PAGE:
There’s no feeling like trying on your first pair of pole heels. When you first stand up, you feel a certain kind of empowerment – and perhaps a little wobbly uncertainty – but there’s no denying that there is a definite appeal to the way pole heels lengthen your lines and make you look taller.

Even if you’re already tall, learning how to dance in heels makes you feel like an empowered goddess, ready to take on the world one step at a time.

Whether you’re a pole beginner or a long-time pro, walking in your first pair of pole heels is an exhilarating and sometimes nerve-wracking experience. Suddenly, every exotic heel video you’ve seen looks that much more impressive.

Of course, how you feel can have a lot to do with how you choose your heels. Platform heels feel nothing like their single-sole cousins – in fact, they’re quite possibly one of the most comfortable heels to dance in.

If you’re just starting out with dancing in heels, we recommend opting for a 6” height. Keep in mind, the height you purchase is referring to the heel, not the platform.


If you want to learn more about buying your first pair of pole heels, check out our handy guide on Choosing Your Heels, where we talk about sizing, style, material, height, and much more.

Slow Walk Exercise

Before you learn how to dance in heels, it’s important to learn how to walk. Baby steps!

Dancing in heels is all about your posture and how you shift your body weight. Many of us have a tendency to look down when we first try on our heels. This helps us get a visual reference for the new feeling, but it doesn’t help your body stay upright.

Looking down will only throw off your balance, so keep those shoulders back and head up!

Try out this exercise:

  1. Align your body; head in line with the shoulders, shoulders in line with your hips, and your hips in line with your feet.
  2. Take hold of your pole, or a chair, or whatever you have around you that you can circle around.
  3. Take a firm step forward with one foot. As you do so, shift your hips to center your weight on your front foot.
  4. Using the front of your platform, drag your back foot along the ground at an even, slow pace and place it firmly in front of you. Again, as your foot comes forward, shift your hips to center your weight on your (now) front leg.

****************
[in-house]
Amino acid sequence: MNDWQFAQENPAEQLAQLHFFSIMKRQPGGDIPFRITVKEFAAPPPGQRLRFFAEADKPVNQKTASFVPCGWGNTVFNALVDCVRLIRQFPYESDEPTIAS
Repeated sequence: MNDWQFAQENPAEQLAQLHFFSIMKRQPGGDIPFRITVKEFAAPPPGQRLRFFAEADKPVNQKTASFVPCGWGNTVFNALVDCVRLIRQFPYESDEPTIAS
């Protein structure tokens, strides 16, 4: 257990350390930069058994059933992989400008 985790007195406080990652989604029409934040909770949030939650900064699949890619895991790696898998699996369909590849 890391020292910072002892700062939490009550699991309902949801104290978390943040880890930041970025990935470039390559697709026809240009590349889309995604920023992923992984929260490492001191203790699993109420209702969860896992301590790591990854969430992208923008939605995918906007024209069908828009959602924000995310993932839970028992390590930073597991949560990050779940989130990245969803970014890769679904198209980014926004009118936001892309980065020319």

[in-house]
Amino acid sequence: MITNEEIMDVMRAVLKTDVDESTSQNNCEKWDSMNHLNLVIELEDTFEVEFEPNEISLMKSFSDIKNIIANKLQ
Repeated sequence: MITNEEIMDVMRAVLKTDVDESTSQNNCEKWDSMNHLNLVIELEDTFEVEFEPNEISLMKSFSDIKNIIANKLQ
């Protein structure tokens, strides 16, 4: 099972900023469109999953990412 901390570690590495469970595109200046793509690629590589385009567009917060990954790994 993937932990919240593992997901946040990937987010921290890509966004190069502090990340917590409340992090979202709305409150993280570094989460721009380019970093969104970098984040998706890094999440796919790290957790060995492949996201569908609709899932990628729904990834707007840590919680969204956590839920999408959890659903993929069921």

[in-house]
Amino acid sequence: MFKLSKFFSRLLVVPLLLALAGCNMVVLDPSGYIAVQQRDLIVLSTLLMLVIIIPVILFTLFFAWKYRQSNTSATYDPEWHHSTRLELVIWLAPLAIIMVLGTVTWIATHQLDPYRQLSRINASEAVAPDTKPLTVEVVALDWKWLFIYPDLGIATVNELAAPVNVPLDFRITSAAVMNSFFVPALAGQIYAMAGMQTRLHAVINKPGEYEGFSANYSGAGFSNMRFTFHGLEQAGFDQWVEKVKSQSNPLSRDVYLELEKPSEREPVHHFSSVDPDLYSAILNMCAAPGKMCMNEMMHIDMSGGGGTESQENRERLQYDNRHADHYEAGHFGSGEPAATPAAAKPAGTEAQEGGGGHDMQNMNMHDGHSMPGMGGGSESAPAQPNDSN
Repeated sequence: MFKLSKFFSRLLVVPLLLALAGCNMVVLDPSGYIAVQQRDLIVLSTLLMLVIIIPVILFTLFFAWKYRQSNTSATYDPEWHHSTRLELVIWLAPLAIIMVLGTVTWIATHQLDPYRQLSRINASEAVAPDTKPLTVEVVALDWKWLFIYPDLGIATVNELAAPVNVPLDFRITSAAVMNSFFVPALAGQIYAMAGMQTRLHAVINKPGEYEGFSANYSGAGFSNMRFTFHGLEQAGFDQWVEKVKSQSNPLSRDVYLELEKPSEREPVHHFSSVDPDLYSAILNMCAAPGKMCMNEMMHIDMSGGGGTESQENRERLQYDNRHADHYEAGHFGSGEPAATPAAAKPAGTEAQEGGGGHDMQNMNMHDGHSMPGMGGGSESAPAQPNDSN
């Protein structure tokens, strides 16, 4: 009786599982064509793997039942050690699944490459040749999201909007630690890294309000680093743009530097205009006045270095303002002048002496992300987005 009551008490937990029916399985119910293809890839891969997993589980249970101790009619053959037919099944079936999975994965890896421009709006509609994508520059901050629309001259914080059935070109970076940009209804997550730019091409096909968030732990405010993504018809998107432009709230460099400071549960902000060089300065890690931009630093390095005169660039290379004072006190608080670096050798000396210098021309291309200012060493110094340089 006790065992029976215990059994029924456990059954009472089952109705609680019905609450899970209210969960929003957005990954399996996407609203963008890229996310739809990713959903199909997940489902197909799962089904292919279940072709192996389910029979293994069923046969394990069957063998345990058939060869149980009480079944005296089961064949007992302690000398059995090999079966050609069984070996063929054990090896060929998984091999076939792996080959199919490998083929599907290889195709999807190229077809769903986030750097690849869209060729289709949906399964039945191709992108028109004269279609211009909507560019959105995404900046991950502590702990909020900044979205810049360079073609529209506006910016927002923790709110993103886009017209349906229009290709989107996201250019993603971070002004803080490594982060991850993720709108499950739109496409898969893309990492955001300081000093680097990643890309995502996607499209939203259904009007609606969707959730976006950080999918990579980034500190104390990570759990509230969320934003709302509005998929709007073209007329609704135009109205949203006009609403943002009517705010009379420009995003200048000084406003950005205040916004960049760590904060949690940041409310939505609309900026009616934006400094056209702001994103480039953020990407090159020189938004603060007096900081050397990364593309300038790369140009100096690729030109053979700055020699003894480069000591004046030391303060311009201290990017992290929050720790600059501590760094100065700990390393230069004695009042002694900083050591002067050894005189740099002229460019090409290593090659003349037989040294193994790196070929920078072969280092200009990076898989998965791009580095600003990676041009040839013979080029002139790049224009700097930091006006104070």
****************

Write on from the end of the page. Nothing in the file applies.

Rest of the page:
5. Repeat!

As you go through this exercise, you should feel your hips shifting from side to side as you shift your weight. Take the exercise at an even, slow pace until you feel comfortable letting go of the pole.

When you feel comfortable enough to let go of the pole, walk in a straight line from one end of the room to the other, continuing to practice the hip-sashay movements.

While this will help you ace your “sexy walk” in pole heels, it has a practical advantage as well, helping you attain the balance necessary to learn how to dance in heels.

Once you feel comfortable enough, you can try speeding up your pace until you are at a steady, brisk walk.

Learning How to Dance in Heels

If you’ve seen our Anatomy of a Pole Dance Heel article, then chances are, you already know the wonderful things a pole heel is great for.

Then you also know how wonderfully comfortable pole heels are, and how they are specifically built for pole dancing, while non-platform (single sole) non-pole heels are not ideal.

If you haven’t seen it, then take a moment to check it out!

Learning how to dance in heels is not a difficult hurdle to overcome, but it certainly is rewarding.

Below, we are going to walk through a few key points about learning how to dance in heels, and then we will take you through a few exercises to help you get used to several core motions you will venture into with your pole heels.

1. Your Center of Balance

You’ve added several inches of height to your own, which means your center of balance will be different. It can feel like you’re wearing stilts – and give you a new appreciation for people who wear stilts.